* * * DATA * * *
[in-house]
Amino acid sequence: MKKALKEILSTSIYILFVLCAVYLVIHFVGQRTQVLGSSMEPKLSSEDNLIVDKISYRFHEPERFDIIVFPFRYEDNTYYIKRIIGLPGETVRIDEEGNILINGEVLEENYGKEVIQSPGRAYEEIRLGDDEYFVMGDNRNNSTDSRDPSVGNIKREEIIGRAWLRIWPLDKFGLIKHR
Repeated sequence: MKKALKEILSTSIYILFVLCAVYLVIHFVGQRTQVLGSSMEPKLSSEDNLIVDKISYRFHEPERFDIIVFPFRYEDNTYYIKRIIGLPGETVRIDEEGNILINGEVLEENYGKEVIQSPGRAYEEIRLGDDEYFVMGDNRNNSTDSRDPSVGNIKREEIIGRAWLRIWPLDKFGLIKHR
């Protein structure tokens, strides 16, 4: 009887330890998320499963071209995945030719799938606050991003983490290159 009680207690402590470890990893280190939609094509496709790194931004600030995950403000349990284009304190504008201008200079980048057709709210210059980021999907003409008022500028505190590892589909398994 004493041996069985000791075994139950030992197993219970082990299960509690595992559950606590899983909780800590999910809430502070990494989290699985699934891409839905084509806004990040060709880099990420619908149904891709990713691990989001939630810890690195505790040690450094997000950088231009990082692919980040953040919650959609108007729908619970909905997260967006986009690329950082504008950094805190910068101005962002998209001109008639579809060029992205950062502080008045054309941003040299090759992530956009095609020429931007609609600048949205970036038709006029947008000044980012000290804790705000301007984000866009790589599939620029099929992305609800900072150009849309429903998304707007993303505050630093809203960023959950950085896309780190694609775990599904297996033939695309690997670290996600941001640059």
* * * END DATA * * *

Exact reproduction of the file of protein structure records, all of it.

[in-house]
Amino acid sequence: MKKALKEILSTSIYILFVLCAVYLVIHFVGQRTQVLGSSMEPKLSSEDNLIVDKISYRFHEPERFDIIVFPFRYEDNTYYIKRIIGLPGETVRIDEEGNILINGEVLEENYGKEVIQSPGRAYEEIRLGDDEYFVMGDNRNNSTDSRDPSVGNIKREEIIGRAWLRIWPLDKFGLIKHR
Repeated sequence: MKKALKEILSTSIYILFVLCAVYLVIHFVGQRTQVLGSSMEPKLSSEDNLIVDKISYRFHEPERFDIIVFPFRYEDNTYYIKRIIGLPGETVRIDEEGNILINGEVLEENYGKEVIQSPGRAYEEIRLGDDEYFVMGDNRNNSTDSRDPSVGNIKREEIIGRAWLRIWPLDKFGLIKHR
């Protein structure tokens, strides 16, 4: 009887330890998320499963071209995945030719799938606050991003983490290159 009680207690402590470890990893280190939609094509496709790194931004600030995950403000349990284009304190504008201008200079980048057709709210210059980021999907003409008022500028505190590892589909398994 004493041996069985000791075994139950030992197993219970082990299960509690595992559950606590899983909780800590999910809430502070990494989290699985699934891409839905084509806004990040060709880099990420619908149904891709990713691990989001939630810890690195505790040690450094997000950088231009990082692919980040953040919650959609108007729908619970909905997260967006986009690329950082504008950094805190910068101005962002998209001109008639579809060029992205950062502080008045054309941003040299090759992530956009095609020429931007609609600048949205970036038709006029947008000044980012000290804790705000301007984000866009790589599939620029099929992305609800900072150009849309429903998304707007993303505050630093809203960023959950950085896309780190694609775990599904297996033939695309690997670290996600941001640059």